At the time of writing, the number of people infected with coronavirus worldwide is 28,365.
Or is it 75,000?
Or is the Chinese government covering up the fact the death toll alone is 25,000?!
As with any major news story these days, this one comes with a huge amount of misinformation and conspiratorial thinking attached, as social media (and, er, the news media) fans the flames of rumour and suspicion.
The thing is, when it comes to the Chinese government and how it handles major health crises, some of that suspicion might be justified.
During the SARS outbreak in 2003 it took months for Chinese officials to acknowledge the outbreak – the communist government’s rigid structure has long favoured officials that toe the party line and suppress negative information rather than speak out.
The resulting global spread of that disease was due in part to a secretive government’s desperate fear of being shown up on the international stage.
Ultimately, China’s response backfired and it was forced to apologise. This time round, officials are keen to stress that lessons learned are being applied to the coronavirus outbreak.
As a result, China is being far more open about its response. On Thursday, the Chinese ambassador to the UK warned against “rumours and panic” and called on the British government to support its handling of the crisis.
But counterintuitively, this openness may have actually had the same effect as trying to suppress information.
Professor Steve Tsang, director of the SOAS China Institute, told HuffPost UK that instead of trying to hide the news around coronavirus, the Chinese government is actually making a big show of publicising it – or, at least, the positive bits.
“The Chinese government is reporting it widely – they are showing how heroically they are confronting it, how they have built impressive new hospitals that no other countries could even imagine doing,” he said.
“But they are not reporting any government failing. And what you have is a different kind of incentive which is that you’re incentivised to focus on your success rather than your failures.”
Part of that failing that is going unreported is simply the extreme pressure a massive viral outbreak is having on China’s health system.
“We’re hearing cases of people being turned away from hospitals. We don’t know how many because they’re not being tracked, but it’s more than just one-offs,” says Tsang.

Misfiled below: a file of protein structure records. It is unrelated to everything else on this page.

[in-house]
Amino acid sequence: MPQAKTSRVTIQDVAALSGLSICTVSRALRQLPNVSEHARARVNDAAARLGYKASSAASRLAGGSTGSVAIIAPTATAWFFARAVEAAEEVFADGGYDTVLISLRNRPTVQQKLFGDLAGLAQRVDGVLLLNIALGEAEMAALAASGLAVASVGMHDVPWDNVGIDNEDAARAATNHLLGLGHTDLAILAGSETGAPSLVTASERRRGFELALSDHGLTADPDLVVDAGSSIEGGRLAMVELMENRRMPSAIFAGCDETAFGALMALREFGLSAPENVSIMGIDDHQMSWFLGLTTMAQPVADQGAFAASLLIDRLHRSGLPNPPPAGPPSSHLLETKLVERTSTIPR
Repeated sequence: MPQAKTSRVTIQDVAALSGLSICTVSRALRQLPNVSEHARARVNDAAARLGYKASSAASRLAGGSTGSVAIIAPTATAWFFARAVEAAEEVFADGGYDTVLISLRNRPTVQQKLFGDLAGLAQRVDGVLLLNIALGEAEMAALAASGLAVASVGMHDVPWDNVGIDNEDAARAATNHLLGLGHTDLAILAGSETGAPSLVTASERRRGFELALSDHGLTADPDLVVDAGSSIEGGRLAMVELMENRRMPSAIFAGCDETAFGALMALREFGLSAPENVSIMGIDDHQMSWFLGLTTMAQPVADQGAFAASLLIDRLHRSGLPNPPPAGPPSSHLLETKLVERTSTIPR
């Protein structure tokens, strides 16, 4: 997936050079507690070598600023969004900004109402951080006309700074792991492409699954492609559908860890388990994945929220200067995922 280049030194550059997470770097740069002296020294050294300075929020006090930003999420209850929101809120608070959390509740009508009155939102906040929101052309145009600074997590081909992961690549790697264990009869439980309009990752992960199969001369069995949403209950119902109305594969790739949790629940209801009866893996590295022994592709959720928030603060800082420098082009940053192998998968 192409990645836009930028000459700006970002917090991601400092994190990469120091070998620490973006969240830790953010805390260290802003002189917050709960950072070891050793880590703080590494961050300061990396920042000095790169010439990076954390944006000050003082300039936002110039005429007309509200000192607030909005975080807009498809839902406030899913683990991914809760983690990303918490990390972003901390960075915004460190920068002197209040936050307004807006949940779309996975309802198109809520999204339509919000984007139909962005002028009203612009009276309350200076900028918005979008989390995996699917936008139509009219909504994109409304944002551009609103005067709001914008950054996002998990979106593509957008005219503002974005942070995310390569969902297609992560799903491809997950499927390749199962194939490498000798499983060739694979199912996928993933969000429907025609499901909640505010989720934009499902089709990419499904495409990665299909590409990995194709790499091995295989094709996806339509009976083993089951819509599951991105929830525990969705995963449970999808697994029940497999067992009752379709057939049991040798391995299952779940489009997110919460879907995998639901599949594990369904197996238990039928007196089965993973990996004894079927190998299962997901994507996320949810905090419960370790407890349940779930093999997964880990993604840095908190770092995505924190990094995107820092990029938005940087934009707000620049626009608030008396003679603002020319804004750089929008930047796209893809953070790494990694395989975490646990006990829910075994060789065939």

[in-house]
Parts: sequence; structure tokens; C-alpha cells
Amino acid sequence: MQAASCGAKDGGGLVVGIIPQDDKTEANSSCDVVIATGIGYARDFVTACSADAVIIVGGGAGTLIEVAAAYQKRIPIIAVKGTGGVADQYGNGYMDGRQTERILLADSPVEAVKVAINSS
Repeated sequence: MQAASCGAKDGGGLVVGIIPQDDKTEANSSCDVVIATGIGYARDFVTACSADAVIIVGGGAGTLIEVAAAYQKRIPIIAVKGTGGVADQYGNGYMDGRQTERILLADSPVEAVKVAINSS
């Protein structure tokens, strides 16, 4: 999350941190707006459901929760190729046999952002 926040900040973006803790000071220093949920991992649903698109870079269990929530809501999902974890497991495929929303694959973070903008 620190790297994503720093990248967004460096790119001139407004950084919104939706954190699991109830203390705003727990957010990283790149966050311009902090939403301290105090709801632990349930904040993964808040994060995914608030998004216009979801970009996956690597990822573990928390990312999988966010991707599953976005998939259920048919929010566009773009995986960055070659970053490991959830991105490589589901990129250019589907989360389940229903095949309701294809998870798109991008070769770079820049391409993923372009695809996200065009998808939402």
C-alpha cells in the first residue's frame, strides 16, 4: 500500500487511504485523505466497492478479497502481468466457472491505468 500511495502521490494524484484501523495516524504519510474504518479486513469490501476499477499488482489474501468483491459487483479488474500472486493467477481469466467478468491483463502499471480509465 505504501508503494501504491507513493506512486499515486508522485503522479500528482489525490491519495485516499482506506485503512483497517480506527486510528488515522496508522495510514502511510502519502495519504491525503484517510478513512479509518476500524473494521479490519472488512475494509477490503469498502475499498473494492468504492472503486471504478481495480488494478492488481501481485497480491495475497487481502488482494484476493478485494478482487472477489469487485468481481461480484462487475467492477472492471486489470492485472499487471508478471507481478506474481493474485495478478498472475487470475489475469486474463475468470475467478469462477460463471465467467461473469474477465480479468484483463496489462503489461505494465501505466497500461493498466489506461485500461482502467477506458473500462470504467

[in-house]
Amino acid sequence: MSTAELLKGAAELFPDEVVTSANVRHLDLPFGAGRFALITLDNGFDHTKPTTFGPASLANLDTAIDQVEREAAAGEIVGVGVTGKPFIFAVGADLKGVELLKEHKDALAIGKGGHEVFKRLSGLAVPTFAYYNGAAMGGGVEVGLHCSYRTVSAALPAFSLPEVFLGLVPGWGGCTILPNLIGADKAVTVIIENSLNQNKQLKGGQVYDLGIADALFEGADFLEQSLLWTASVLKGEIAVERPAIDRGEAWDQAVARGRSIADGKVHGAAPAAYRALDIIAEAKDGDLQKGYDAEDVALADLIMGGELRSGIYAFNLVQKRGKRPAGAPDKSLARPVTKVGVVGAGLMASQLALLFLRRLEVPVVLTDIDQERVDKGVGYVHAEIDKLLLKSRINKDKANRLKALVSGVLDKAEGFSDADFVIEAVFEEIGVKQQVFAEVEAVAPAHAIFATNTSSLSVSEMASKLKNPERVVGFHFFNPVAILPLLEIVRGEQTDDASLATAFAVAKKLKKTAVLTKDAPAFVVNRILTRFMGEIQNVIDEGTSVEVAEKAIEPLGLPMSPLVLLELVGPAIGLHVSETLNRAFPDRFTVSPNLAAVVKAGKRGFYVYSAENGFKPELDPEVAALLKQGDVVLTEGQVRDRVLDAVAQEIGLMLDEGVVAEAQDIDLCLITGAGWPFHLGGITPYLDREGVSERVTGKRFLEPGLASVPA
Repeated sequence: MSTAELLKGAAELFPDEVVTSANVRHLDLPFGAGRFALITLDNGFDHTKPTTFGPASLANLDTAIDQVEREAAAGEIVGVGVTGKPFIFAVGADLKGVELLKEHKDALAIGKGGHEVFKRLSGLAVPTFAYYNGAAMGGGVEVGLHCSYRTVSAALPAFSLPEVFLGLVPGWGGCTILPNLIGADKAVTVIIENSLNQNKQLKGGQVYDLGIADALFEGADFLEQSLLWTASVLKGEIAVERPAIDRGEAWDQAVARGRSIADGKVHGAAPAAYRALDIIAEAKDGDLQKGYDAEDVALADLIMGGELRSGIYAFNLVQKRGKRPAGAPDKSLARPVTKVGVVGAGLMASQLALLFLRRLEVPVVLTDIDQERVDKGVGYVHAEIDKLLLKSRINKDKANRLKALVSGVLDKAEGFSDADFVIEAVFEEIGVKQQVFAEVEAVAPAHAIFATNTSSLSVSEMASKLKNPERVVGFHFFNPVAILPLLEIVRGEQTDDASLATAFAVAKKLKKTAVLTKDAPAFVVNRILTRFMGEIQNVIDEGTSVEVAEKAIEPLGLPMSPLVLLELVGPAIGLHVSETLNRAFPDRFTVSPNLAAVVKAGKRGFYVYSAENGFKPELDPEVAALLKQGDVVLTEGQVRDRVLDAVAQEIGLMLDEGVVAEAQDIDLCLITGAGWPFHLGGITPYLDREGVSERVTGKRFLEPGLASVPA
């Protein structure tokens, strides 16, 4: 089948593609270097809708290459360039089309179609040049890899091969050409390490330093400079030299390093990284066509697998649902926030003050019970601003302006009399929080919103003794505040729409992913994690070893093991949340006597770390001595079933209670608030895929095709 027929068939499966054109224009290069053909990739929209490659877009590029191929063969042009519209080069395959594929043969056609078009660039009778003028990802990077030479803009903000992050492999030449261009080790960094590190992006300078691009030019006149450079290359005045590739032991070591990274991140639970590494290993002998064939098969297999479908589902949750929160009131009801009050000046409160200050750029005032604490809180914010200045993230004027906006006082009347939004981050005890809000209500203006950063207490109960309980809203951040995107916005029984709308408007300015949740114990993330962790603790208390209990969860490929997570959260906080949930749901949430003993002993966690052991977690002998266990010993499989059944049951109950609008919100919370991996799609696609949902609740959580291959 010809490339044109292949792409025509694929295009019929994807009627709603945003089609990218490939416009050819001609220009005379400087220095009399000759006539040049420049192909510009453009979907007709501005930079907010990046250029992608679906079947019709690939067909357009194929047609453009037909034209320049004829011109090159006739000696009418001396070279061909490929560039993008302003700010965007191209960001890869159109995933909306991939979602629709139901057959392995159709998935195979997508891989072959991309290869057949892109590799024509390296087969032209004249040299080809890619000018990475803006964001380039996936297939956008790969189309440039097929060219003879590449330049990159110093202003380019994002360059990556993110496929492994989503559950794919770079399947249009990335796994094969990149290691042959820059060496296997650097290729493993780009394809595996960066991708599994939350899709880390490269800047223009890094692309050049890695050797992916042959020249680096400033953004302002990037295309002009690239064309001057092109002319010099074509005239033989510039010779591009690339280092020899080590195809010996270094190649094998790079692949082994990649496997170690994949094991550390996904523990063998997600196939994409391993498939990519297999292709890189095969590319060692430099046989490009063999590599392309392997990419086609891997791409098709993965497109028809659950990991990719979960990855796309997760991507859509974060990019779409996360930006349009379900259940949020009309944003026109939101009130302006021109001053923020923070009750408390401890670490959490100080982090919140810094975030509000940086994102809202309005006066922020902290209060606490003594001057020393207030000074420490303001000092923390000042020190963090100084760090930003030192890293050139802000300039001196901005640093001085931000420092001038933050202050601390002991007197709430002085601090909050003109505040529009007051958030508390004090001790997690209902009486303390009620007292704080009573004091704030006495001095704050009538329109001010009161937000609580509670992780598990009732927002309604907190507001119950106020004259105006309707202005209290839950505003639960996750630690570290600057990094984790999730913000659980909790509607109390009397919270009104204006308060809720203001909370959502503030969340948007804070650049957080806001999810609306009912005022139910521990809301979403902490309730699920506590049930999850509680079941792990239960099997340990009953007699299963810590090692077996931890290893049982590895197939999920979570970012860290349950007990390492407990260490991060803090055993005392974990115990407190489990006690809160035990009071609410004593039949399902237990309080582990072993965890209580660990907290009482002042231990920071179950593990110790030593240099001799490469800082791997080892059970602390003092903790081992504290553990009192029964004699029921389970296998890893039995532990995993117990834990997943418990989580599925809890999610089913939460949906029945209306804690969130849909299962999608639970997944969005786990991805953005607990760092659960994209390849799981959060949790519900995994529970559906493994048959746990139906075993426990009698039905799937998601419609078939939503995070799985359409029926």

Medical facilities are therefore more than willing to accurately report the cases they have the capacity to treat but not being able to accommodate new cases is a failing of the system and as such, is going unrecorded.
How accurate is that official figure of 28,365?
Well, it’s almost certainly too low, but this in itself isn’t evidence of a conspiracy or cover up.
Tsang explained: “Official statistics often understate the actual cases anyway.
“And that is not some sort of specific problem with China or a malicious attempt by the government to cover it up. If cases are not being reported or if people die before they get to a hospital, they don’t get entered into the statistics – that can happen anywhere.”
So we can pretty safely say there are more than 28,365 people infected with coronavirus.
How much higher is the actual number?
We just don’t know, but even if it is far higher, it’s not necessarily evidence of a conspiracy.
“My first response is always not to go for the conspiracy theory,” says Tsang.
“To prove a conspiracy theory you really have to have some real evidence of a deliberate attempt to cover up and I don’t think anyone has produced evidence to prove there was an instruction specifically asking government officials to under report.”
We do have one reliable source for an upper figure, however.
A study in The Lancet published earlier this month predicted that 75,000 people were infected.
Rather worryingly, however, this prediction was for January 25, when the official number was only around 2,000.
But to put that into perspective, regular flu infected 35,00,000 people last year and killed 34,157 so...